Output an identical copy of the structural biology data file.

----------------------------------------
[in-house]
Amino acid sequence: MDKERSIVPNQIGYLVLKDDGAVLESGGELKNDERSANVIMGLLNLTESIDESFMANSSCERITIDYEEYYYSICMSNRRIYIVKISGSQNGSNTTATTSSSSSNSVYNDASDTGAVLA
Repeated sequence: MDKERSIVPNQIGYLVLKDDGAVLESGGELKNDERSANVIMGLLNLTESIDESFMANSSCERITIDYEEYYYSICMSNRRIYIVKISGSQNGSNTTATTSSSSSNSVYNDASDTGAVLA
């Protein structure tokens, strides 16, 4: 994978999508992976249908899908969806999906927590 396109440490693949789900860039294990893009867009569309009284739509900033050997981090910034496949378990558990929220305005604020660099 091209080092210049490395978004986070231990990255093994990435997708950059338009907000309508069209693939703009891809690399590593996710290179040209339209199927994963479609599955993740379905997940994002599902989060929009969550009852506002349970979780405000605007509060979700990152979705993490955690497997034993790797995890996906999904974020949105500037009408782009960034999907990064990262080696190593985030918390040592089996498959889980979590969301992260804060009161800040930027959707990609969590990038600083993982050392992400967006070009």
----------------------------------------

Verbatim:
[in-house]
Amino acid sequence: MDKERSIVPNQIGYLVLKDDGAVLESGGELKNDERSANVIMGLLNLTESIDESFMANSSCERITIDYEEYYYSICMSNRRIYIVKISGSQNGSNTTATTSSSSSNSVYNDASDTGAVLA
Repeated sequence: MDKERSIVPNQIGYLVLKDDGAVLESGGELKNDERSANVIMGLLNLTESIDESFMANSSCERITIDYEEYYYSICMSNRRIYIVKISGSQNGSNTTATTSSSSSNSVYNDASDTGAVLA
């Protein structure tokens, strides 16, 4: 994978999508992976249908899908969806999906927590 396109440490693949789900860039294990893009867009569309009284739509900033050997981090910034496949378990558990929220305005604020660099 091209080092210049490395978004986070231990990255093994990435997708950059338009907000309508069209693939703009891809690399590593996710290179040209339209199927994963479609599955993740379905997940994002599902989060929009969550009852506002349970979780405000605007509060979700990152979705993490955690497997034993790797995890996906999904974020949105500037009408782009960034999907990064990262080696190593985030918390040592089996498959889980979590969301992260804060009161800040930027959707990609969590990038600083993982050392992400967006070009």